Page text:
WASHINGTON—President Obama’s visit to Chile, Brazil and El Salvador next week should not raise hopes about a grandiose outcome. The region’s positive dynamic—the explosion of the middle class and the marginalization of the extreme left—is one on which the United States has had little bearing. The negative one, i.e., the violence related to the drug war, partly derives from a U.S. policy that will take years to change.

Latin America and the Caribbean have a long way to go: Only Chile and Barbados are ranked among the 50 most competitive economies. Its universities graduate six social scientists for every two engineers. And the money flooding Latin America today stems partly from Chinese demand for its commodities. But there has been a leap forward due to investment and trade. Poverty has dropped to one-third of the population—30 million Brazilians joined the middle class in the last eight years—and the economies of Peru, Colombia and Panama are booming, while Chile’s is back up after its earthquake.

The last time the U.S. engaged the region in a common vision was the Free Trade Area of the Americas. Once that failed, Washington lost interest. In some respects, economic growth has taken place despite U.S. policy. Six major Brazilian exports face protectionist obstacles in the U.S. market, and Congress never ratified the Colombian Free Trade Agreement signed almost five years ago. Progress is mostly owed to a widespread political consensus in favor of market democracies. As reformed former Salvadorean guerrilla Joaquin Villalobos has said, “Natural resources, external aid, free trade agreements and loans don’t have the effect of political maturity.”

A byproduct of this consensus has been the waning influence of the leftists of Cuba and Venezuela, supported by Bolivia, Ecuador and Nicaragua. One of Obama’s hosts, El Salvador’s Mauricio Funes, has trumped efforts by his party, the Farabundo Marti National Liberation Front, to allign the country with Venezuela, while Uruguay’s Jose Mujica, a former guerrilla, is now a grandfatherly social-democrat. Even Paraguay’s Fernando Lugo, who once flirted with the revolutionary coven, is now luring foreign capital.

Hugo Chavez is struggling with a chronic debacle. His main South American ally, Bolivia’s Evo Morales, is now loathed by two-thirds of his country, according to opinion polls. Nicaragua’s Daniel Ortega is trying to get himself re-elected despite a constitutional ban, but that is partly a courtesy of the divided opposition.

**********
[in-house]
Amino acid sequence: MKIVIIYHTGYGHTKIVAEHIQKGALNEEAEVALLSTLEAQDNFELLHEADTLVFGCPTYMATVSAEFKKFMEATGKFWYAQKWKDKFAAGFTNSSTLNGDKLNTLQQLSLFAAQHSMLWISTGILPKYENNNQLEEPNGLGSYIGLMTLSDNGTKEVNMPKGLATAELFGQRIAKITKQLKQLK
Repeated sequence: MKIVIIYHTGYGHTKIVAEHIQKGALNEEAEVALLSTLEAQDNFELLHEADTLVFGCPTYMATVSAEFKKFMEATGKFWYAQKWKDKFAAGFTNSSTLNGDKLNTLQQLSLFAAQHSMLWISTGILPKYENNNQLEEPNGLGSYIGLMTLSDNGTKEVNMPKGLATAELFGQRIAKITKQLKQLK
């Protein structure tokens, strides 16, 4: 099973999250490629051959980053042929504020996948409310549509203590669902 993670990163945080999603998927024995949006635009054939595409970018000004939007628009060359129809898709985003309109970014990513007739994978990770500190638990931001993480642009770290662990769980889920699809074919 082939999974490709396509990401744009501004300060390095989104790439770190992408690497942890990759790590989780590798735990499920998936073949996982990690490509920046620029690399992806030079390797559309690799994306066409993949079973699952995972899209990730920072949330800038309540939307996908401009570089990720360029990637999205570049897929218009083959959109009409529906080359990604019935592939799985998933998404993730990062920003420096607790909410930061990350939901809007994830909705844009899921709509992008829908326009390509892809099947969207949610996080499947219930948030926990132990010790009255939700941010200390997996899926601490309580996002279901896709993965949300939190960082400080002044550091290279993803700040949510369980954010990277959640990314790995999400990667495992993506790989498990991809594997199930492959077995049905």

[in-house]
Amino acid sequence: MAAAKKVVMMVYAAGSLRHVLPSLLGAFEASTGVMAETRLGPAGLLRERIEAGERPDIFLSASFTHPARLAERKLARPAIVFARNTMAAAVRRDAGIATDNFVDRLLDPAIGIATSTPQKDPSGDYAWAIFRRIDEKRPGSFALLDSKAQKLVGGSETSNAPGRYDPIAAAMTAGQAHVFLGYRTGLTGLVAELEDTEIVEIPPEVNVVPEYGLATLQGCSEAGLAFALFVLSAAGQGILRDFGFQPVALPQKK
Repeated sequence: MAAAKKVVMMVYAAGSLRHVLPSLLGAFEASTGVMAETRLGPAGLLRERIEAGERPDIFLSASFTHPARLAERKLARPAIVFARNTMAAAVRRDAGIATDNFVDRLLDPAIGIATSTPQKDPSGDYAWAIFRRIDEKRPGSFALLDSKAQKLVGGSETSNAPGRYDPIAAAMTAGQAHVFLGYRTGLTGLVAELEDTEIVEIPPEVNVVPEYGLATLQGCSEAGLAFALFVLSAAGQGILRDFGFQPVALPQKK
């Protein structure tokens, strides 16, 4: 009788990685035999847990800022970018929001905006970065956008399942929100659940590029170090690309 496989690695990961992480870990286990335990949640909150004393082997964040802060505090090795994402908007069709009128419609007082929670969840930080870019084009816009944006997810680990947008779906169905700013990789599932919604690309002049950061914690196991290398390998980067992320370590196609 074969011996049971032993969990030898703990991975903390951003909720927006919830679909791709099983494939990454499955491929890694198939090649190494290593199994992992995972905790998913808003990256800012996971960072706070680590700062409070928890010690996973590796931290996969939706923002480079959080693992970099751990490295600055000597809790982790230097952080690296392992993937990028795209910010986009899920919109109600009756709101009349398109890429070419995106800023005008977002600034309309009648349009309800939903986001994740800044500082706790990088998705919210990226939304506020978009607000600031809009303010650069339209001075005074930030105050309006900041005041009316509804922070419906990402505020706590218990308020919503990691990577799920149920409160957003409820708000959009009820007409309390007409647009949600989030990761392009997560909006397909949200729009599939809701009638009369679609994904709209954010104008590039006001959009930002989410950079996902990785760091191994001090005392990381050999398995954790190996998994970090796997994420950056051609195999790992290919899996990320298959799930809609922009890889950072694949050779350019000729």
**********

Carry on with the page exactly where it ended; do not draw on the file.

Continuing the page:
Again, the shrinking of the loony left—ultimately more transcendent for the future of Latin America than the economic takeoff—owes little to U.S. influence.

The other side of the coin is the law-and-order drama fueled by the drug war. Here U.S. policy is a factor. Under pressure from Washington, coca cultivation shifted from Peru and Bolivia to Colombia in the 1990s. When Colombia turned the screws, it shifted back to Peru, where the area under cultivation has inceased by 70 percent and production has trippled. The same game of musical chairs is apparent with regard to trade routes. When the U.S. shut off the Caribbean corridor, Mexico replaced it. After thousands of people were killed in Mexico, some cartels—surprise, surprise—moved south, wreaking havoc in Guatemala, where the rate of violence is four times that of Mexico, and Honduras, where the rate is even worse.

Even though several American states allow medical marijuana and personal consumption is no longer heavily persecuted in the U.S., Washington’s drug policy in Latin America has not changed one bit. Calls by a wide spectrum of Latin American political and intellectual figures as well as major institutions to ditch the repressive approach have fallen on deaf ears. Three former presidents—Brazil’s Fernando Henrique Cardoso, Mexico’s Ernesto Zedillo and Colombia’s Cesar Gaviria—issued a thoughtful appeal in 2009 to no avail.

The result is a nightmare taking place in countries where the flow of arms coming from the U.S. is endless. (Mexico has confiscated more than 100,000 automatic weapons over the last five years that came from across the border.) Demand for drugs in the United States, meanwhile, has remained stable and prices have dropped because of the unstoppable supply.

Obama probably knows it but does not have the stomach, at this point, for the protracted fight that a change in drug policy would entail. And until it happens, as Mexico’s Felipe Calderon recently told me, it is unrealistic to expect any serious Latin American country to defy Washington on its own.